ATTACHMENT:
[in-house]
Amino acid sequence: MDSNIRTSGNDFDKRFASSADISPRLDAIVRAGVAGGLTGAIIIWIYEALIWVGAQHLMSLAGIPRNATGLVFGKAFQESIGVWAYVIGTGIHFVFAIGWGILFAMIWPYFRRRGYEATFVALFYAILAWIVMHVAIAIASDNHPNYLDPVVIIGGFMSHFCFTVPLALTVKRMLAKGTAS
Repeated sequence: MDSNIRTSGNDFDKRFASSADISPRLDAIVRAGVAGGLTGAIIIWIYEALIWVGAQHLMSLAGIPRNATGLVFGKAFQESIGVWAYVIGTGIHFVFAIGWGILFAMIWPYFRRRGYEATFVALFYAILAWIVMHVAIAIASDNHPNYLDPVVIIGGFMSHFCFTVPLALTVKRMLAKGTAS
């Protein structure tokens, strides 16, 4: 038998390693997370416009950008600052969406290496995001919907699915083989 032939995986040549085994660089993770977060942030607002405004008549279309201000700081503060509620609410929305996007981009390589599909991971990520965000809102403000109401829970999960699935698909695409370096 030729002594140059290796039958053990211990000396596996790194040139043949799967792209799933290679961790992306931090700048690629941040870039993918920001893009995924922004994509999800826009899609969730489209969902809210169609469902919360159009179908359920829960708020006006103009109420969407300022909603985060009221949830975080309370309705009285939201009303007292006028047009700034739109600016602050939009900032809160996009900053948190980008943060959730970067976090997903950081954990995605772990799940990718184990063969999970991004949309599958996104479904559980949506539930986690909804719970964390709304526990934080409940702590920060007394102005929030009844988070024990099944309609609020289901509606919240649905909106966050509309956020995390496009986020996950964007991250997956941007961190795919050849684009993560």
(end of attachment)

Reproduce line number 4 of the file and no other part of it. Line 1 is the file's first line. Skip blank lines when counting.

């Protein structure tokens, strides 16, 4: 038998390693997370416009950008600052969406290496995001919907699915083989 032939995986040549085994660089993770977060942030607002405004008549279309201000700081503060509620609410929305996007981009390589599909991971990520965000809102403000109401829970999960699935698909695409370096 030729002594140059290796039958053990211990000396596996790194040139043949799967792209799933290679961790992306931090700048690629941040870039993918920001893009995924922004994509999800826009899609969730489209969902809210169609469902919360159009179908359920829960708020006006103009109420969407300022909603985060009221949830975080309370309705009285939201009303007292006028047009700034739109600016602050939009900032809160996009900053948190980008943060959730970067976090997903950081954990995605772990799940990718184990063969999970991004949309599958996104479904559980949506539930986690909804719970964390709304526990934080409940702590920060007394102005929030009844988070024990099944309609609020289901509606919240649905909106966050509309956020995390496009986020996950964007991250997956941007961190795919050849684009993560």